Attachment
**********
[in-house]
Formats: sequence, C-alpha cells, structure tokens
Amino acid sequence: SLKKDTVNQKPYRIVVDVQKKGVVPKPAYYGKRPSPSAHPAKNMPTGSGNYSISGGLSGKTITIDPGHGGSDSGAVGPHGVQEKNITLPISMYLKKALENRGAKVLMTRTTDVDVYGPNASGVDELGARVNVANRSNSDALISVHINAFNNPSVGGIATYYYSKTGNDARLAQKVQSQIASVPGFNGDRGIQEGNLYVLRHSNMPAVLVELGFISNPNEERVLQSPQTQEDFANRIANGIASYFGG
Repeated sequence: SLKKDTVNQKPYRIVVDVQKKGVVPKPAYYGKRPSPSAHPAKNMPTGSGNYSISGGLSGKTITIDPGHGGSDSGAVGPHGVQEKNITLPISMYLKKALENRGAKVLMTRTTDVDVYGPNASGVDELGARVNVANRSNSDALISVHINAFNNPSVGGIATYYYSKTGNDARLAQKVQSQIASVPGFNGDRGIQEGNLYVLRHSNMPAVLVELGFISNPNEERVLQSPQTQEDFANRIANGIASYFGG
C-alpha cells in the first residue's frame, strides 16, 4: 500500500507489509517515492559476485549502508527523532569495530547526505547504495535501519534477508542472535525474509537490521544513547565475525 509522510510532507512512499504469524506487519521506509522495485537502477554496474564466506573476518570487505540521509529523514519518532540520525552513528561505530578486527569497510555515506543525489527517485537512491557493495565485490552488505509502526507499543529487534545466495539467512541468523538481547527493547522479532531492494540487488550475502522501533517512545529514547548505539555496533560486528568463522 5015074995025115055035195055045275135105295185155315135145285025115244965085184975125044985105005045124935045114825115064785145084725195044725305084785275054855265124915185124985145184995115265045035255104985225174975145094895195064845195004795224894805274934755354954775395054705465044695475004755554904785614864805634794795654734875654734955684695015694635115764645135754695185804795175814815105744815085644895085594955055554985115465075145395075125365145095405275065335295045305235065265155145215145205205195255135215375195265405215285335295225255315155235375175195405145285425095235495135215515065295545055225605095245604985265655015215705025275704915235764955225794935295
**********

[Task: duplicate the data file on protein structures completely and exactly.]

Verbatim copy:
[in-house]
Formats: sequence, C-alpha cells, structure tokens
Amino acid sequence: SLKKDTVNQKPYRIVVDVQKKGVVPKPAYYGKRPSPSAHPAKNMPTGSGNYSISGGLSGKTITIDPGHGGSDSGAVGPHGVQEKNITLPISMYLKKALENRGAKVLMTRTTDVDVYGPNASGVDELGARVNVANRSNSDALISVHINAFNNPSVGGIATYYYSKTGNDARLAQKVQSQIASVPGFNGDRGIQEGNLYVLRHSNMPAVLVELGFISNPNEERVLQSPQTQEDFANRIANGIASYFGG
Repeated sequence: SLKKDTVNQKPYRIVVDVQKKGVVPKPAYYGKRPSPSAHPAKNMPTGSGNYSISGGLSGKTITIDPGHGGSDSGAVGPHGVQEKNITLPISMYLKKALENRGAKVLMTRTTDVDVYGPNASGVDELGARVNVANRSNSDALISVHINAFNNPSVGGIATYYYSKTGNDARLAQKVQSQIASVPGFNGDRGIQEGNLYVLRHSNMPAVLVELGFISNPNEERVLQSPQTQEDFANRIANGIASYFGG
C-alpha cells in the first residue's frame, strides 16, 4: 500500500507489509517515492559476485549502508527523532569495530547526505547504495535501519534477508542472535525474509537490521544513547565475525 509522510510532507512512499504469524506487519521506509522495485537502477554496474564466506573476518570487505540521509529523514519518532540520525552513528561505530578486527569497510555515506543525489527517485537512491557493495565485490552488505509502526507499543529487534545466495539467512541468523538481547527493547522479532531492494540487488550475502522501533517512545529514547548505539555496533560486528568463522 5015074995025115055035195055045275135105295185155315135145285025115244965085184975125044985105005045124935045114825115064785145084725195044725305084785275054855265124915185124985145184995115265045035255104985225174975145094895195064845195004795224894805274934755354954775395054705465044695475004755554904785614864805634794795654734875654734955684695015694635115764645135754695185804795175814815105744815085644895085594955055554985115465075145395075125365145095405275065335295045305235065265155145215145205205195255135215375195265405215285335295225255315155235375175195405145285425095235495135215515065295545055225605095245604985265655015215705025275704915235764955225794935295